The data points show the observed change in the epoch of periastron from 1975 to 2003. The parabolic curve shows the change in epoch predicted by the theory of general relativity.
Figure 2 shows the observed change in the timing of periastron from 1975 to 2014.3 The newer measurements show an even more spectacular agreement with the prediction arising from the theory of general relativity.
Figure 2: Orbital Decay of the Binary Pulsar PSR B1913+16 (1975–2014)
The data points show the observed change in the epoch of periastron from 1975 to 2014. The error bars on the post-1980 data points are much too small to show.
Image credit: Weisberg and Huang, Astrophysical Journal
Until the publication of Weisberg and Huang’s paper, the best comparison of the observed orbital period decrease of PSR B1913+16 compared to the prediction of general relativity was 0.997 ± 0.002.4 Weisberg and Huang’s work improves that comparison to 0.9983 ± 0.0016.5 Their results remove any reasonable doubt for “the existence and strength of gravitational radiation as predicted by general relativity.”6
In their paper, Weisberg and Huang also announce two never-before-performed tests of general relativity. They successfully measured, for the first time in this system, the “two parameters characterizing the Shapiro gravitational propagation delay.” (The Shapiro gravitational propagation delay is the slowing down of the passage of light, predicted by general relativity, as that light experiences a change in gravitational potential caused by the gravitational field of a massive body.) Their measured values were consistent with general relativity’s predictions.7 They also successfully measured, for the first time in any system, the shape correction to the elliptical orbit of PSR B1913+16. The shape correction they measured was consistent with the prediction arising from general relativity.8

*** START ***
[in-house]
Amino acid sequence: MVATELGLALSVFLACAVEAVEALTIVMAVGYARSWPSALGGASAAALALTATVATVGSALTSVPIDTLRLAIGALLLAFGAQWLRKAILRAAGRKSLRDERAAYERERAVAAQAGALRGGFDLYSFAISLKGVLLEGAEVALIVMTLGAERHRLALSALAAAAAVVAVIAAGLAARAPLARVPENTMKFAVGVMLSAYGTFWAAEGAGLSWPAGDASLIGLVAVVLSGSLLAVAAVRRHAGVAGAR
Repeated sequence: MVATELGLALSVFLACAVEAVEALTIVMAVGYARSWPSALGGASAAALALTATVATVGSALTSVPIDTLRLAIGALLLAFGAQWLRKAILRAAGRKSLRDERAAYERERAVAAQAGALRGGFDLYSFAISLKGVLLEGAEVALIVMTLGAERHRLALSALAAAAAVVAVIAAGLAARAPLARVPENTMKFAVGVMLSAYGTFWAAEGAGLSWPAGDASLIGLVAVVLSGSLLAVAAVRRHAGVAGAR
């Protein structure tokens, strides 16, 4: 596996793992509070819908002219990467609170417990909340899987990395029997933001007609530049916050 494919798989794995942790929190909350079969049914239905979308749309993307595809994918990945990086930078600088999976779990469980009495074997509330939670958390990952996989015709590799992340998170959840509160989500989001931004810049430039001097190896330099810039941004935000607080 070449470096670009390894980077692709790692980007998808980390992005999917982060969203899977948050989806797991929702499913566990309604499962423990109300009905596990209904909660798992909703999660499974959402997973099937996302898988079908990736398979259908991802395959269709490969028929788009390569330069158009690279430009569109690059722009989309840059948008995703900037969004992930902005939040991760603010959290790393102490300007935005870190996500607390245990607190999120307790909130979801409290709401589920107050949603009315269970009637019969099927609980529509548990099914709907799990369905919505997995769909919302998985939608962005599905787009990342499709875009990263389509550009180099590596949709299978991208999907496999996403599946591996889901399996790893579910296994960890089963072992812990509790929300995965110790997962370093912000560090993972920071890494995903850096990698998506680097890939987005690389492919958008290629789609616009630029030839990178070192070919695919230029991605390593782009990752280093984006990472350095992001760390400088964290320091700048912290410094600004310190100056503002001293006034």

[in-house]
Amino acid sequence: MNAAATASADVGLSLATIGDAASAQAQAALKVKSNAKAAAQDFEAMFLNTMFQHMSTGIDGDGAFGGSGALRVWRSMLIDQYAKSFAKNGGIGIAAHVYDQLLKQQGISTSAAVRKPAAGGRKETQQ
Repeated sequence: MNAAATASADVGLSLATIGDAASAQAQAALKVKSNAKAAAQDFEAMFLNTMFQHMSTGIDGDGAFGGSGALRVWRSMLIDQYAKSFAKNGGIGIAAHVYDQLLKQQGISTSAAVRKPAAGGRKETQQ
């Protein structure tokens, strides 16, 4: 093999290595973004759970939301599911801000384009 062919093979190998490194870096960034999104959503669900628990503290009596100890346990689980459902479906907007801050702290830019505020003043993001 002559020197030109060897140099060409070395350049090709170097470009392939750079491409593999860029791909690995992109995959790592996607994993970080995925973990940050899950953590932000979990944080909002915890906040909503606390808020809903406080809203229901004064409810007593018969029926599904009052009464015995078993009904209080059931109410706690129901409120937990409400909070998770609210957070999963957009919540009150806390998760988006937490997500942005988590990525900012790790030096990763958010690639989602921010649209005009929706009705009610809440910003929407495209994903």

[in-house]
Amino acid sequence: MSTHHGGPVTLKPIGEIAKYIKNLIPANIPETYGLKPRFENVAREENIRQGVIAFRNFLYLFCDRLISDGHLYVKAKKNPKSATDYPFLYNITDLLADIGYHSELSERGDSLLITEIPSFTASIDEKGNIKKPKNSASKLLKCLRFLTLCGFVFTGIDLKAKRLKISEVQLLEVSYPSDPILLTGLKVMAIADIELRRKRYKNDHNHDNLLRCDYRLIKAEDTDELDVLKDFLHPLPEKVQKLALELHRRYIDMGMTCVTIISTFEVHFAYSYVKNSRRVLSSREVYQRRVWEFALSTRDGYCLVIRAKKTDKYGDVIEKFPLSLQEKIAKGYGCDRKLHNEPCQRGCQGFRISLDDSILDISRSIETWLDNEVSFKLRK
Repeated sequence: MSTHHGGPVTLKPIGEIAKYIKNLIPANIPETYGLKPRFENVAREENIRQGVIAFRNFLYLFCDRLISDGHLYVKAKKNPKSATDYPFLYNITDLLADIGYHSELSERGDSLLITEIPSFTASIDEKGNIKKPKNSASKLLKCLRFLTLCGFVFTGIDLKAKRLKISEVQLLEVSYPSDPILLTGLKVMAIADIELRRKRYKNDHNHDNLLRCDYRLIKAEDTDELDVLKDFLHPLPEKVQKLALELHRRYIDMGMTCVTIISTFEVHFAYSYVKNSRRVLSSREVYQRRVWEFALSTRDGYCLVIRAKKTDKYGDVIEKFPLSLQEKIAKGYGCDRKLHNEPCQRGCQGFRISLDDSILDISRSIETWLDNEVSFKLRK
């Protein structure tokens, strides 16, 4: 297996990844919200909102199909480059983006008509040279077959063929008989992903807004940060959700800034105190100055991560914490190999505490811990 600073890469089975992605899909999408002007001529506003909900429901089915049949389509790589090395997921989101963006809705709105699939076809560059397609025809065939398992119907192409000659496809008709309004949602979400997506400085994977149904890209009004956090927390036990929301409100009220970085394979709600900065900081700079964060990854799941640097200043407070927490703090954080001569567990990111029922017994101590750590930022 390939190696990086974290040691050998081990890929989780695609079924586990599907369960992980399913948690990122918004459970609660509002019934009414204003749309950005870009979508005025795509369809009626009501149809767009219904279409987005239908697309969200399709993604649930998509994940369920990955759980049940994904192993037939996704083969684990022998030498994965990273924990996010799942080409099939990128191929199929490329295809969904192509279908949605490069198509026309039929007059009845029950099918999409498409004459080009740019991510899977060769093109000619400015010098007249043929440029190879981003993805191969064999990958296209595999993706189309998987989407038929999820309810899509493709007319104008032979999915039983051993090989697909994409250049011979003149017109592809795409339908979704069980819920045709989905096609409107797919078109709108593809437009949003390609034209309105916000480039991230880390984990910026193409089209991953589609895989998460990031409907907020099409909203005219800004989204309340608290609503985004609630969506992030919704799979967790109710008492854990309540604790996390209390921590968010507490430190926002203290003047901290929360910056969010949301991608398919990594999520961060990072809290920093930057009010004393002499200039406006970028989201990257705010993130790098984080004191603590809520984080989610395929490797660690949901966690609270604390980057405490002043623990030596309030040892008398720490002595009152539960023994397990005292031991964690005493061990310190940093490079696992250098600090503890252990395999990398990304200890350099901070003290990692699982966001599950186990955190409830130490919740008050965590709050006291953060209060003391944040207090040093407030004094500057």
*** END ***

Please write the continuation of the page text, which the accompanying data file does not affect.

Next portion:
Even before the publication of Weisberg and Huang’s paper, general relativity ranked as the most exhaustively tested and best-proven principle in physics. With the addition of Weisberg and Huang’s research findings, general relativity is now even more exhaustively tested and better proven. Thanks to Weisberg and Huang’s additional tests of general relativity’s veracity, the conclusions of the space-time theorems are now even more solid than they were before.